March 3rd, 2012 | University

Report on faculty resources released

University Provost Peter Salovey released a report to the Faculty of Arts and Sciences today that examines how Yale tracks its faculty resources.

The report was prepared last fall by a faculty committee chaired by economics professor William Nordhaus and makes nine recommendations on faculty budgeting and accounting, including a proposal to revamp how the University counts its senior and junior faculty appointments.

Under the current system, faculty resources are budgeted to academic departments in units known as junior-faculty-equivalents, or JFEs. Tenured faculty count as two JFEs, while non-tenured faculty equal one JFE — units based on a roughly 2-to-1 salary ratio between senior and junior faculty. The report recommends replacing the JFE measure with an increment known as a full-time-equivalent.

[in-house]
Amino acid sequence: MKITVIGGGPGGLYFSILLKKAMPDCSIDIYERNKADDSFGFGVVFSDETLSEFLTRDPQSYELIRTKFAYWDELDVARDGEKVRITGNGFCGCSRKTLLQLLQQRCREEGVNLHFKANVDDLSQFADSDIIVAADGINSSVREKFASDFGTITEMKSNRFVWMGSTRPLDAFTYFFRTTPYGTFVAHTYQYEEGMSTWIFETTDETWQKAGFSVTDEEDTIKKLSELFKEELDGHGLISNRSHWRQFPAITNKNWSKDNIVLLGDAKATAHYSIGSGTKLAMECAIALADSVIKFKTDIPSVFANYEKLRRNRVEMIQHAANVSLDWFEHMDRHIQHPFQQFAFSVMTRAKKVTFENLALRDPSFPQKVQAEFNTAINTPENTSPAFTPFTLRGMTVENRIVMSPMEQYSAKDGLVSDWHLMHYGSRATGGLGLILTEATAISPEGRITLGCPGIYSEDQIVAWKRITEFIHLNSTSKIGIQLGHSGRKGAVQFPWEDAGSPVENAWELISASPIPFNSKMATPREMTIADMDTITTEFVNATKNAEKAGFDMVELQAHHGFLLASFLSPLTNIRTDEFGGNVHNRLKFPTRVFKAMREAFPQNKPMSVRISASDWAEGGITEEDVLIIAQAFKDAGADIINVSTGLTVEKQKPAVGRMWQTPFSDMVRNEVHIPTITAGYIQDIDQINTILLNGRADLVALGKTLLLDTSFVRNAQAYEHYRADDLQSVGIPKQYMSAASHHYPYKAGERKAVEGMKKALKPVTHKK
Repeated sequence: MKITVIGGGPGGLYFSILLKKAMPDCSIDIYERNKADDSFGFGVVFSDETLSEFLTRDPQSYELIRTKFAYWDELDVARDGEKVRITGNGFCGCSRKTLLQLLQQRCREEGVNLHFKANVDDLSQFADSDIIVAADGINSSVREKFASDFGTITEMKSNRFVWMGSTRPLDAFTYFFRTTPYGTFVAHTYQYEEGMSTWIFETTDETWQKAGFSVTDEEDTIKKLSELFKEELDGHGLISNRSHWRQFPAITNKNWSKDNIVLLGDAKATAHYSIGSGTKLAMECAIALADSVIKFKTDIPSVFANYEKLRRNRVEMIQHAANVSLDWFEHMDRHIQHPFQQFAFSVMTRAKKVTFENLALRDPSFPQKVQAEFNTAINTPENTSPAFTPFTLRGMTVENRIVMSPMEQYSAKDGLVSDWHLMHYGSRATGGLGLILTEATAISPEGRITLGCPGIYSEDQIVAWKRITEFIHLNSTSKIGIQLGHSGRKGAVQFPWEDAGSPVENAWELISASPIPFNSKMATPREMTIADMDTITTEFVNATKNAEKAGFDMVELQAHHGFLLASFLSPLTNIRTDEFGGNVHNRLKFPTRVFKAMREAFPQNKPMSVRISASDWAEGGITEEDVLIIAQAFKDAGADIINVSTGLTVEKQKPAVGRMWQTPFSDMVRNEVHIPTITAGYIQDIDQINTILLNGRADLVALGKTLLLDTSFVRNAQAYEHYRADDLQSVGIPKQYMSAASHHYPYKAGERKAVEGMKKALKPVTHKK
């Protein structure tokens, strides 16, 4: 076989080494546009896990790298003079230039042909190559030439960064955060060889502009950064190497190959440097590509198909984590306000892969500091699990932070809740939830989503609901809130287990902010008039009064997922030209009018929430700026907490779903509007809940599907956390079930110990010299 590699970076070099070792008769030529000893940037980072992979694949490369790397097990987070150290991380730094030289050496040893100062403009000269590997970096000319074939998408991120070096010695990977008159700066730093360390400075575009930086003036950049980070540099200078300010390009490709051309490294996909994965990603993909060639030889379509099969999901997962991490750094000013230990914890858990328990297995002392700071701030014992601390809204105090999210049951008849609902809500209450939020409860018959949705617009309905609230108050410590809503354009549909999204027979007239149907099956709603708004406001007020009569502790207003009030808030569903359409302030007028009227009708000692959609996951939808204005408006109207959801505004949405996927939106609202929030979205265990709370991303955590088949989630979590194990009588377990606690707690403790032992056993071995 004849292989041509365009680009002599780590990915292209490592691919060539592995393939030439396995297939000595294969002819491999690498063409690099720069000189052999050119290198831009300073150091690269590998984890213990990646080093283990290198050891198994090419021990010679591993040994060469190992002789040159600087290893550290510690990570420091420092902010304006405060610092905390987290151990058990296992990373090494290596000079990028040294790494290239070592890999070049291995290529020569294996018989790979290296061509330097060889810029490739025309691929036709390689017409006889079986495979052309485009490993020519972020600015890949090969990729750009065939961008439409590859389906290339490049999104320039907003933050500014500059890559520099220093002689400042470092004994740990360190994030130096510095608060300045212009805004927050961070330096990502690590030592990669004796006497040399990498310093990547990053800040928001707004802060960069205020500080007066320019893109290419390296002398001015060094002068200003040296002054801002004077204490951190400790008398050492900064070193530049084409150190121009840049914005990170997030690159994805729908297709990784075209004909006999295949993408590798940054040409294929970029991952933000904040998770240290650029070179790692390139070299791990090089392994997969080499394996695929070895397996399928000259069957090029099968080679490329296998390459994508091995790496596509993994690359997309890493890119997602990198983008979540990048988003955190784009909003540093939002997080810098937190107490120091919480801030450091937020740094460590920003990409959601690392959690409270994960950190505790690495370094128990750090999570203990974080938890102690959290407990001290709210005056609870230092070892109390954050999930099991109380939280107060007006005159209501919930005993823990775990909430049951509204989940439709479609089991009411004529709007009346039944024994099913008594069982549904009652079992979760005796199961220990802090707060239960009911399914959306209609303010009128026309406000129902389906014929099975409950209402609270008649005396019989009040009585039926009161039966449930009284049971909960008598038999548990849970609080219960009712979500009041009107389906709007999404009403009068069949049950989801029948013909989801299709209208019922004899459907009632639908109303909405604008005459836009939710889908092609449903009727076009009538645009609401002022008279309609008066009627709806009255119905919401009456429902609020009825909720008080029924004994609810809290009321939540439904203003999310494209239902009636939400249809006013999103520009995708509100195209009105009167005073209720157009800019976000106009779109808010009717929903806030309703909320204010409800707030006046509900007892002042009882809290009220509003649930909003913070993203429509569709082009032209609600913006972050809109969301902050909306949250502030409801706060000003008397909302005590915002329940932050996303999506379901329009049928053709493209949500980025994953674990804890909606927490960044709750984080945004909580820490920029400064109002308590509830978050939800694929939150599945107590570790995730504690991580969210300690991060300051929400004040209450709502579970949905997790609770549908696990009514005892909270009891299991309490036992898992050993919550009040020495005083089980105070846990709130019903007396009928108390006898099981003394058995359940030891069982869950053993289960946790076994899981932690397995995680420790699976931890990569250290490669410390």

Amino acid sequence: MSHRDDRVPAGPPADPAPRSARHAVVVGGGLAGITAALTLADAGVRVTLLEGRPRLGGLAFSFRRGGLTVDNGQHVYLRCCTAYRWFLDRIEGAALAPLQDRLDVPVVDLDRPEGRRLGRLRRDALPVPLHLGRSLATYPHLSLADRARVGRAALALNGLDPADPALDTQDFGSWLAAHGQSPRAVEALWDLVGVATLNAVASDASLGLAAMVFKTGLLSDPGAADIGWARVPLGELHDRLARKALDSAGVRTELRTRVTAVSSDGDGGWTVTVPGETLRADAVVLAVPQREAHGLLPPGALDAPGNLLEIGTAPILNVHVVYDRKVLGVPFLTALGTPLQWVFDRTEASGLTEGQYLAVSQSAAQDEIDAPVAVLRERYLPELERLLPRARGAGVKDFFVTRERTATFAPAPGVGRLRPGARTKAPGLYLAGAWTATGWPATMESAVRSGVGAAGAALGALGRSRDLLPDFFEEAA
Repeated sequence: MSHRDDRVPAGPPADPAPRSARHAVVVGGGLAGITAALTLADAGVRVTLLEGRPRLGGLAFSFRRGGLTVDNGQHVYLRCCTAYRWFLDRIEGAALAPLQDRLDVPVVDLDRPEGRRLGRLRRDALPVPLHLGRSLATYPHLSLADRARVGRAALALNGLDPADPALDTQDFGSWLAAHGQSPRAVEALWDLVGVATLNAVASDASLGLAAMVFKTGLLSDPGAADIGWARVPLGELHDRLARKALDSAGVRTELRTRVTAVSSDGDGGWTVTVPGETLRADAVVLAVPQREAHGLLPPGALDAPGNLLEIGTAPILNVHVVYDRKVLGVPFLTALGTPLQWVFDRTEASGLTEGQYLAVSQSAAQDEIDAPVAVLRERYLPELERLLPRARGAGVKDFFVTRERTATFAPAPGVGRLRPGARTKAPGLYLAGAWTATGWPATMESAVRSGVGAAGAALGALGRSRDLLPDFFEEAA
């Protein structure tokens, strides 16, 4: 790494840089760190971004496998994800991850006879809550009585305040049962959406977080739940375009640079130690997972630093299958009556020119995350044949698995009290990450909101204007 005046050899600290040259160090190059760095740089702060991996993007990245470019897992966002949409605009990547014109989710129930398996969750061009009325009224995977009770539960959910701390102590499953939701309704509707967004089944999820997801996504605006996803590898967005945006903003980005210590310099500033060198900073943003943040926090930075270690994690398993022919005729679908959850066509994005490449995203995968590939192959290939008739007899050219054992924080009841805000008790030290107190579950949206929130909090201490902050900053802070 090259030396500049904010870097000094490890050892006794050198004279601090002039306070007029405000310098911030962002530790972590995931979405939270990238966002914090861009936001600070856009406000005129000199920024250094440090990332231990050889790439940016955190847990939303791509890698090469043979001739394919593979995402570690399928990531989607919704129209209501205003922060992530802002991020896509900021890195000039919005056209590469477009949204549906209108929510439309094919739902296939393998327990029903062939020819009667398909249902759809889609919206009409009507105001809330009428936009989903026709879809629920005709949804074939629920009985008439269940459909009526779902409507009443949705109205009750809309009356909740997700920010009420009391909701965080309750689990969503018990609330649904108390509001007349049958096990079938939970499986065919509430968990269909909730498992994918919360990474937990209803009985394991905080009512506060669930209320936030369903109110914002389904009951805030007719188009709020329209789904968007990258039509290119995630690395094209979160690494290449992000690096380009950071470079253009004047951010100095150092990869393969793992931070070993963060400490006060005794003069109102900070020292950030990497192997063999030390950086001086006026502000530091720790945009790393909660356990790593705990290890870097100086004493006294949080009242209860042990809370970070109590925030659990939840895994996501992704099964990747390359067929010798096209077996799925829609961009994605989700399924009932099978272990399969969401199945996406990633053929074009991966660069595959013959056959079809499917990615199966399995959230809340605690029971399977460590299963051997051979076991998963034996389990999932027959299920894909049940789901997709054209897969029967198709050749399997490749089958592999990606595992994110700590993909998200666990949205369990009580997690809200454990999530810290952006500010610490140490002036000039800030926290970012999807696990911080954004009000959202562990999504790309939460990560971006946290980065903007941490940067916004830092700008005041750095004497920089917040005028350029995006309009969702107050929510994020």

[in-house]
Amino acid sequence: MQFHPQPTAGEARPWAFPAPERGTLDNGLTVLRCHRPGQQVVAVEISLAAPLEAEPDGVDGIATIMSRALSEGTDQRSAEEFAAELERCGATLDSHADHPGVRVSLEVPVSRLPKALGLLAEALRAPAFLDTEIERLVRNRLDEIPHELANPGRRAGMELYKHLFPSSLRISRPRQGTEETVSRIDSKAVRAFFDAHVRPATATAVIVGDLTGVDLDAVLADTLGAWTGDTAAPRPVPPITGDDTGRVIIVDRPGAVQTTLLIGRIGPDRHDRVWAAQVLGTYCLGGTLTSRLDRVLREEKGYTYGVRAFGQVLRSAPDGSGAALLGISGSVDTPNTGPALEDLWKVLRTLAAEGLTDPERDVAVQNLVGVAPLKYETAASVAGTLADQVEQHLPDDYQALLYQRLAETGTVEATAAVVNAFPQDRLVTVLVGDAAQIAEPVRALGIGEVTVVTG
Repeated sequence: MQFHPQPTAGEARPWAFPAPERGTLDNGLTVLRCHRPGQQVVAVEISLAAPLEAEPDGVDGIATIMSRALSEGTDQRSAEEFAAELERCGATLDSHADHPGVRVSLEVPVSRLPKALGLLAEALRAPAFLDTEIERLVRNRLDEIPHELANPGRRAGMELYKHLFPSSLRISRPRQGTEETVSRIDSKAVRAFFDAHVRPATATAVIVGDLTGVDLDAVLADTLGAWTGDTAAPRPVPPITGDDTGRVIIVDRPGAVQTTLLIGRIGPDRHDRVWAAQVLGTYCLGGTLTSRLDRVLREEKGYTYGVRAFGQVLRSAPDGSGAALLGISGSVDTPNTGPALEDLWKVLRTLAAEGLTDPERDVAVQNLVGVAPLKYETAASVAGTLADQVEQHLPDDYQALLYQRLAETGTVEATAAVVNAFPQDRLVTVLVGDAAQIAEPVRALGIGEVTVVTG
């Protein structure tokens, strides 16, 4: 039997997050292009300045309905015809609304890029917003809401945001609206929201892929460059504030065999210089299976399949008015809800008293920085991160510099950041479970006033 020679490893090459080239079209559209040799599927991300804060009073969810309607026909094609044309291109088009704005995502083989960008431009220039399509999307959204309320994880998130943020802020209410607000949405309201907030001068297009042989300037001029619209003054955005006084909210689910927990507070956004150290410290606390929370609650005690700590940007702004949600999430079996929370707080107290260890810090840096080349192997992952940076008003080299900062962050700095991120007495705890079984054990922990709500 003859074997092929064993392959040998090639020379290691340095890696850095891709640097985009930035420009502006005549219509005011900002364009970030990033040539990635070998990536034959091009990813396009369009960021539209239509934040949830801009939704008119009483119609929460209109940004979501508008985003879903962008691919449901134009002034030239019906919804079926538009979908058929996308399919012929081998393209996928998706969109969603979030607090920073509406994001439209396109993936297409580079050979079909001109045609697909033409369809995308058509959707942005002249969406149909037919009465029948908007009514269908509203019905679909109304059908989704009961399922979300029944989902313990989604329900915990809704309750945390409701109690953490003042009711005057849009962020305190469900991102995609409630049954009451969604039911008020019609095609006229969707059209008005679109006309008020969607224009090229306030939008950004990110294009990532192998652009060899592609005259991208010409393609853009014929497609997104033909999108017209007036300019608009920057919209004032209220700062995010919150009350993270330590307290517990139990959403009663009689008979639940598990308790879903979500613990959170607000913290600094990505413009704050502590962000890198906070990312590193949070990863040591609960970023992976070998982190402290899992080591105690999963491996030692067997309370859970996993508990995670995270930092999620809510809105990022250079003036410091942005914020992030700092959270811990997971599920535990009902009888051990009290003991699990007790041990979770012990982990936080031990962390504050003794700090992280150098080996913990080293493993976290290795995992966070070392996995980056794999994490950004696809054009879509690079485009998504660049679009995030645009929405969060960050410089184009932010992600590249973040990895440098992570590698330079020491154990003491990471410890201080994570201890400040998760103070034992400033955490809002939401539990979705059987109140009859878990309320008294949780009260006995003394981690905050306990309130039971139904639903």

JFEs are the remnant of an old tenure system that the University used until 2007, and Salovey told the News that JFEs have become less relevant since a new tenure system was introduced. Professors now earn tenure based on their qualifications, he said, whereas the old system awarded tenure to professors partly based on the availability of faculty resources in their departments.

Salovey said a discussion of faculty accounting is necessary in light of how the approval process for faculty searches has changed — a consequence of the University’s tightened budget over the past few years. According to the report, individual departments have had less influence on faculty appointment decisions in recent years. The report recommends that the “process of allocating and budgeting positions in the FAS should be one in which departments have secure and predictable control of positions assigned to them.” The Nordhaus committee also expresses concern over how the ratio of tenured faculty to non-tenured faculty has risen in recent decades.

Salovey requested a review of the faculty budget and accounting system in May 2011, and the Nordhaus committee developed its recommendations through consultation with Yale faculty and administrators, as well as administrators at other universities.